Please note the clean, contemporary, organized space in the Philip Johnson Glass House.
All images are from Victoria Lyon Interiors www.victorianlyoninteriors.com.
This week’s blog is about space, order and design and has nothing to do with taste. Taste is ambiguous and personal. You can apply your taste to any of the basic concepts discussed.
The images above are vignettes of traditional design.
Old world elegance mixes with modern colors and textures to create the master bath/dressing area for the lady with very discriminating tastes. Designer Victoria Lyon says her space “evokes the casual elegance of an English country house,” but also brings in modern touches that “let us know that the lady of this manor definitely belongs to the 21st century“.
The dressing area features sweeping curtains, a feminine skirted dressing table and a plush chaise. Old world fixtures, a free standing burnished metal tub and a sparkling marble shower create a bathroom with character and class.
The image below “Traditional Country” is an uncluttered, well-organized, well-designed space. The soft, warm color on the vertical planes (walls) is comforting and pleasing. Warm deep colors have vibrations, move forward into the room and take up visual space.
Traditional Country www.victorialyoninteriors.com
Crowding can cause conflict in a life, in a mate, in a child. All this talk about beauty, function, good design, what does it mean? If you like lots of stuff around you, okay. But how is it arranged? Is there order? Is there negative space, meaning quiet space? A place of peace?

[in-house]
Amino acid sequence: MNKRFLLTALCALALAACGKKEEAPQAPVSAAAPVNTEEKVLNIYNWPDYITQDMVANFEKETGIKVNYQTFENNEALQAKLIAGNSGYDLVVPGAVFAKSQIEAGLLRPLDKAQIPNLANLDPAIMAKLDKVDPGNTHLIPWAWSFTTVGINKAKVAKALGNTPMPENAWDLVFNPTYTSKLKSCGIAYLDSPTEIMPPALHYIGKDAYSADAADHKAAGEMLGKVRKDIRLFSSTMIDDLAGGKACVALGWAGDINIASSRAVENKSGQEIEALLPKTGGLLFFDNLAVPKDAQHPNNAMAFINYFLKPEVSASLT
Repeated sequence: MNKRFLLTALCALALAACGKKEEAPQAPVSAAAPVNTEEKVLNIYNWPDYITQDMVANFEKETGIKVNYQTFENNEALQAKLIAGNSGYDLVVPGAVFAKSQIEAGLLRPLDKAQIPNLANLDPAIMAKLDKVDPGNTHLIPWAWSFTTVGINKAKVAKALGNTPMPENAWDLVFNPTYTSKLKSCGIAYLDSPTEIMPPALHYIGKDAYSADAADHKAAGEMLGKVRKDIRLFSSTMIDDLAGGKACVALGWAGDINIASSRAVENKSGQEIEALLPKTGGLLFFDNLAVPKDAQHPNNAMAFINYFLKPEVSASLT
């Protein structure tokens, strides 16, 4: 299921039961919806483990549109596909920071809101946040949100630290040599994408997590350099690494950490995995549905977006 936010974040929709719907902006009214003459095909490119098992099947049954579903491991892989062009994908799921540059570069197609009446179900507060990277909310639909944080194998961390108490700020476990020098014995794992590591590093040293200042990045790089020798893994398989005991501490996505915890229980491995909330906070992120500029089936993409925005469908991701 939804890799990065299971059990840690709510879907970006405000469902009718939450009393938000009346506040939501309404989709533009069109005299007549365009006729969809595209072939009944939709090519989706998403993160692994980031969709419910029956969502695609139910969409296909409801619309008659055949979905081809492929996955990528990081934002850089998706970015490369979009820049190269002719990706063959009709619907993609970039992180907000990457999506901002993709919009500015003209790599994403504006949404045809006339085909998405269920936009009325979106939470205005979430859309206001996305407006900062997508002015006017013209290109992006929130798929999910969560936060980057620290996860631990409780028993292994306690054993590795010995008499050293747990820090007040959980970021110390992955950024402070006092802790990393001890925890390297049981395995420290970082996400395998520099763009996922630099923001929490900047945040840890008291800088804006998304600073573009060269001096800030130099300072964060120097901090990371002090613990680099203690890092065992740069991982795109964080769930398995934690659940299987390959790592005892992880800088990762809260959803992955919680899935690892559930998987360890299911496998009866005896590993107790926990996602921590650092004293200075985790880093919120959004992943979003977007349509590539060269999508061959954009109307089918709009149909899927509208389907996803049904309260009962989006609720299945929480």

Function … what in the world? Clocks have a function, cars have a function, computers have a function. So what has function got to do with space? Space has to provide a place for you to stand up, lie down, sleep, wake. And all the activities in-between. Where do you write your checks, where do you write your stories, where do you play? If you have any, where are the kids, where do they snack, where do they do homework, where do they play?
Here are a few examples of functional items. Clocks, clocks tell time, what would we do without time? Cars are constructed to take you from point a to point b, computers output and input information. If we take a look at the world around us, everything we need is organized in some way.
You may like contemporary, you may like traditional, you may like the American style (mixture of both), it doesn’t matter. The images above are well-designed, well-organized, functional spaces.
Nineteenth century Victoriana had no specific order. The more stuff squeezed into a space, the more it supposedly displayed great wealth.
Order is important for our well-being.
Thank you to Victoria Lyon interiors for her gracious participation in this blog. www.victorialyoninteriors.com.
Come back next week for more Victoriana surprises. Remember to post your comments. I especially enjoy your inquiries and challenges.
What about you, your home, your office, your play space? You love clutter. OK! But is it organized?